The majority of industrial solvents are expensive and toxic for the environment. One alternative are eutectic solvents; these are alloys that melt at lower temperatures than the materials they are made of. By creating different combinations of these materials, it’s possible to produce solvents with target properties: for instance, they could be eco-friendly while at the same time being cost-efficient and highly effective. However, coming up with the optimal composition might take months.

Researchers from ITMO’s SCAMT Institute (Solution Chemistry of Advanced Materials and Technologies) have developed machine learning models that will facilitate this process by predicting the properties of future solvents based on their ingredients.

The novel models take into account the melting points of materials; these parameters indicate whether a mixture would be liquid at a given component ratio. Apart from this algorithm, the service contains several others that calculate the physical and chemical properties of eutectic solvents, including density and viscosity. 

Unlike with other papers published on the subject, in this one the researchers considered two- and three-component mixtures with a wide variety of compositions. In order to train the algorithms, the researchers analyzed papers published from 2003 through 2022. As a result, the training dataset on melting temperatures contained 2,000 mixtures, while the one on density and viscosity featured 4,500. Once trained, the models were included in the new online service.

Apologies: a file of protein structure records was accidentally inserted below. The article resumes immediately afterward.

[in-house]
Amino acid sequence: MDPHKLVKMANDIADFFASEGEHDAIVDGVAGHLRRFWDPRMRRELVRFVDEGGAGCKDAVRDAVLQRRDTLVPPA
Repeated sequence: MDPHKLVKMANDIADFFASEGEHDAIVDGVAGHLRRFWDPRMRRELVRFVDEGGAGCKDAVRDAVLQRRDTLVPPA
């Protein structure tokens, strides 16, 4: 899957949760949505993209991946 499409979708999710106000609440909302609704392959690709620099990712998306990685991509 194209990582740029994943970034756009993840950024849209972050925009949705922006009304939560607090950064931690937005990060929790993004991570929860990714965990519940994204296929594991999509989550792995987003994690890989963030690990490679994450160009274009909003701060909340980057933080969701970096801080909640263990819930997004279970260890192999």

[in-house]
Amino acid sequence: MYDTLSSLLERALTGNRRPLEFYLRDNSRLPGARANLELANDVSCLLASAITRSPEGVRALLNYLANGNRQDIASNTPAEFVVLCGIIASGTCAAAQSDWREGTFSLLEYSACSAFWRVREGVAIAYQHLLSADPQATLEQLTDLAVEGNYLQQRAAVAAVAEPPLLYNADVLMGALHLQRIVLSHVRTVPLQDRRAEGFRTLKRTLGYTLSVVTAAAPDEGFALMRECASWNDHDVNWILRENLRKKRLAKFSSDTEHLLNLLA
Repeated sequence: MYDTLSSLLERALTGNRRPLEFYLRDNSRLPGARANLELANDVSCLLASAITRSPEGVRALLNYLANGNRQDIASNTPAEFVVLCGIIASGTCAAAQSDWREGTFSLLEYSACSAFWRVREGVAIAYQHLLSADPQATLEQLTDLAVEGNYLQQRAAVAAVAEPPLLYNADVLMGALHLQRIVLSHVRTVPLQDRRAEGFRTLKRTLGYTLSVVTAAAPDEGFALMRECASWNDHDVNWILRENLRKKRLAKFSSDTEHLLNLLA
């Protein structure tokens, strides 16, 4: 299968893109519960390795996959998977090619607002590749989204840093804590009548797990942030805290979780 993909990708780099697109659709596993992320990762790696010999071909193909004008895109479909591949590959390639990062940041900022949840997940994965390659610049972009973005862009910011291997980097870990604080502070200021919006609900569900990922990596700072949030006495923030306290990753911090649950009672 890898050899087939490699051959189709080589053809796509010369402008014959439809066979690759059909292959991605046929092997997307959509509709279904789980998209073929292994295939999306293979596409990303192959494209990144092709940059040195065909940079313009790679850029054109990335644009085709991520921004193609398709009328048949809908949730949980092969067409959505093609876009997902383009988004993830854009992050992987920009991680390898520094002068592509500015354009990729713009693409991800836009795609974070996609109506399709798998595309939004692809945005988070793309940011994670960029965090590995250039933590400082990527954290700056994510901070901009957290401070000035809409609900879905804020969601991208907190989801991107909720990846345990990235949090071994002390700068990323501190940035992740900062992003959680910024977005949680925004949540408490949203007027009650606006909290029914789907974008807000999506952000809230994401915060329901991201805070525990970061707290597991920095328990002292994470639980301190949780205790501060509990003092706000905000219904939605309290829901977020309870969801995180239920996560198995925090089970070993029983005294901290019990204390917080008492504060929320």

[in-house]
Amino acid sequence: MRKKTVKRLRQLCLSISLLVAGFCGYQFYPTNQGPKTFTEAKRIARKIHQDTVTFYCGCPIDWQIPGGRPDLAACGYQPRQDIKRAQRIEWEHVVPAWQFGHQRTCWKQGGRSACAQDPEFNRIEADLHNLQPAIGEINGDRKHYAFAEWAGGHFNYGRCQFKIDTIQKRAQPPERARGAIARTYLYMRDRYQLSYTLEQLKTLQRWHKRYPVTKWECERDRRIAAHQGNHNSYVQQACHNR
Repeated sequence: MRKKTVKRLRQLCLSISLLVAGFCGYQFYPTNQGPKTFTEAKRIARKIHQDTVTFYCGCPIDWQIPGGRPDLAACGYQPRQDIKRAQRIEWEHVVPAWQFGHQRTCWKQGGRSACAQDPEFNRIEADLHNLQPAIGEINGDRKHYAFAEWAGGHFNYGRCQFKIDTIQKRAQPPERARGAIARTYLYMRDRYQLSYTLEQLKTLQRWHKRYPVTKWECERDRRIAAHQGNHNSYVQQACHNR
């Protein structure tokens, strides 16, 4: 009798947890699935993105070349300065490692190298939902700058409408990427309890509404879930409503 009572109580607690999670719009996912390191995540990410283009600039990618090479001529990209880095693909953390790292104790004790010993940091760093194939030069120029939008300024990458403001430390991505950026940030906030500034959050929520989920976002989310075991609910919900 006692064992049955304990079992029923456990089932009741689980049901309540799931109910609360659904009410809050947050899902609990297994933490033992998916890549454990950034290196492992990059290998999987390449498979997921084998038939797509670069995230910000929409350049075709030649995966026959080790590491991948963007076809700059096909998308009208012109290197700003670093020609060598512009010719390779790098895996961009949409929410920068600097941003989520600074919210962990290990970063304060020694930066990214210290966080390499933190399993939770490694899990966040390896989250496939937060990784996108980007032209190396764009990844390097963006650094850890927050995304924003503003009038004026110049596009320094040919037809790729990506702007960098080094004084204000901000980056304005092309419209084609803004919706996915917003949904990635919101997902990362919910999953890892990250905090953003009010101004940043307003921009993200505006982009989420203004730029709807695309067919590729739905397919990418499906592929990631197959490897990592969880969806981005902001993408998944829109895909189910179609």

“Science has to be accessible for everyone, and that is why we opted for an open-access web platform. This choice will facilitate the implementations of eutectic solvents in research and industry. We have additionally tested our models on separately collected data that wasn’t used in training. As a result, our solution demonstrated outstanding results: melting temperatures, density, and viscosity are predicted with an accuracy up to 90%,” says Valeria Odegova, the paper’s first author and a Master’s student in the program Chemistry and Artificial Intelligence.

Valeria Odegova. Photo by ITMO's Center for AI in Chemistry

Valeria Odegova. Photo by ITMO's Center for AI in Chemistry

In the future, the team is planning to expand the service’s database and focus on predicting other properties of organic solvents, such as acidity and polarity.

This research project was conducted under the aegis of ITMO’s Advanced Engineering School, developed in collaboration with the Russian oil company Tatneft.